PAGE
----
It is interesting to note that hardcore pornography is clearly acceptable for commercial mobile phone content. Hopefully another nail in the ludicrous prohibition on mail order DVDs and video.

From IMCB

Remit

IMCB's remit is to determine a Classification Framework for Commercial Content against which
Content Providers can self-classify their own content (whether provided directly or indirectly) as
18 where appropriate. Such content will be placed behind Access Controls so that, when
combined with age verification arrangements, it is only available to those identified as 18 or
over.

Commercial Content services which fall within IMCB's remit and the Classification Framework
include:

  • Still pictures
  • Video and audiovisual material
  • Mobile games, including java-based games

Services which fall outside IMCB's remit and the Classification Framework are:

  • Text, audio and voice-only services, including where delivered as a Premium Rate
    Service and regulated by ICSTIS
  • Gambling services (because they are age restricted by UK legislation)
  • Moderated and unmoderated chat rooms (commercial unmoderated chat rooms will only
    be accessible by those 18 and over)
  • Location-Based Services (which are the subject of a separate Mobile Operator code of
    practice available at www.imcb.org.uk )
  • Content generated by subscribers, including web logs
  • Content accessed via the internet or WAP where the Mobile Operator is providing
    connectivity only

Specific Classification Framework

Content Providers have responsibility to ensure that the Commercial Content they are directly or
indirectly providing is not unlawful or illegal.

Where Commercial Content contains any content described in any of the sub-sections below it
must be rated as 18 for the purposes of this Classification Framework. As a general guide it
should be noted that if the content in question would be likely to be rated as 18 by an Agreed
Body if it was relevant to that body, then it should be rated as 18 under this Classification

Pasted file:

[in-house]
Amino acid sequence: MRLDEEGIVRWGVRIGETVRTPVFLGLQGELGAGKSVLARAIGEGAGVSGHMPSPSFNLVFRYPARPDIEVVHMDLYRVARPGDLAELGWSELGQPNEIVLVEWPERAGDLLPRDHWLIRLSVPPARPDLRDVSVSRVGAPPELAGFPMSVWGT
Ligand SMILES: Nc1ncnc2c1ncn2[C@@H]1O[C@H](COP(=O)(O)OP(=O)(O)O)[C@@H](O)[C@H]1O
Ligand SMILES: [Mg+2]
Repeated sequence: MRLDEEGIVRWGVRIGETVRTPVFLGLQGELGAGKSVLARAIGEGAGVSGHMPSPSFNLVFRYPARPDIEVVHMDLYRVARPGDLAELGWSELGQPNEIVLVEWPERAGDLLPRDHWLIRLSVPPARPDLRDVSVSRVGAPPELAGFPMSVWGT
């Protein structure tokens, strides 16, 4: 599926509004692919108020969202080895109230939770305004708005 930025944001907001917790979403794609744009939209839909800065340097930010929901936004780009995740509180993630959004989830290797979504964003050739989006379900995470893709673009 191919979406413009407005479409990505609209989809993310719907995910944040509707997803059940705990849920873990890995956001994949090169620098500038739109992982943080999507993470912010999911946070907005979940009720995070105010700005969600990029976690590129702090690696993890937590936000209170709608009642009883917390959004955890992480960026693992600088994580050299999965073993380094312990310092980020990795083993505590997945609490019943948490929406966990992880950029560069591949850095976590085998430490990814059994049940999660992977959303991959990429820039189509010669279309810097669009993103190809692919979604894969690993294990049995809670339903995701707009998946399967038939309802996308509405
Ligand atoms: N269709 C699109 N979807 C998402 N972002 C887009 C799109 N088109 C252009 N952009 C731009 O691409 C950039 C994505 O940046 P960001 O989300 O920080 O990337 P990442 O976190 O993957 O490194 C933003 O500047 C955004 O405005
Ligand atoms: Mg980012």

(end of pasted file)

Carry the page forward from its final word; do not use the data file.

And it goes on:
Framework.

In addition, the context and style in which the content is being presented, whether
as a still picture or a video clip, should always be taken into account. Humorous content, such
as violence or combat techniques in a children's cartoon, may therefore be acceptable.

The following list content that is to be rated 18

Themes:

  • No theme is specifically prohibited though these may be subject to other legal requirements. Content must not actively promote or encourage activities that are legally restricted for those under 18 such as drinking alcohol or gambling.

Language:

  • Frequent and repetitive use of the strongest foul language.

Sex:

  • Actual or realistic depictions of sexual activity, for example, Real or simulated sexual intercourse.
    Depiction of sexual activity involving devices such as sex toys.
  • Sexual activity with visible pubic areas and/or genitals or including threats of sexual
    violence such as rape.
  • Note, however, that material which genuinely seeks to inform and educate such as in matters of
    sexuality, safe sex and health and where explicit images are the minimum necessary to illustrate
    and educate in a responsible manner may be permissible.

Nudity

  • Nudity where depicting pubic area and/or genitals (unless it is material which genuinely seeks to
    inform and educate such as in matters of sexuality, safe sex and health and where explicit
    images are kept to the minimum necessary to illustrate and educate in a responsible manner).

Violence

  • Graphic violence which in particular dwells on the infliction of pain, injuries or scenes of sexual
    violence. In respect of mobile games in particular: Gross violence towards realistic humans or animals such as scenes of dismemberment, torture, massive blood and gore, sadism and other types of excessive violence. Graphic, detailed and sustained violence towards realistic humans and animals or violence towards vulnerable or defenceless humans.

Drugs

  • Depictions which promote or encourage illegal drug taking or which provide instructive details as to illegal drug taking.

Horror

  • Any depiction of sustained or detailed inflictions of pain or injury including anything which
    involves sadism, cruelty or induces an unacceptable sense of fear or anxiety.


Imitable techniques

  • Dangerous combat techniques such as ear-claps, head-butts and blows to the neck or any
    emphasis on the use of easily accessible lethal weapons, for example knives.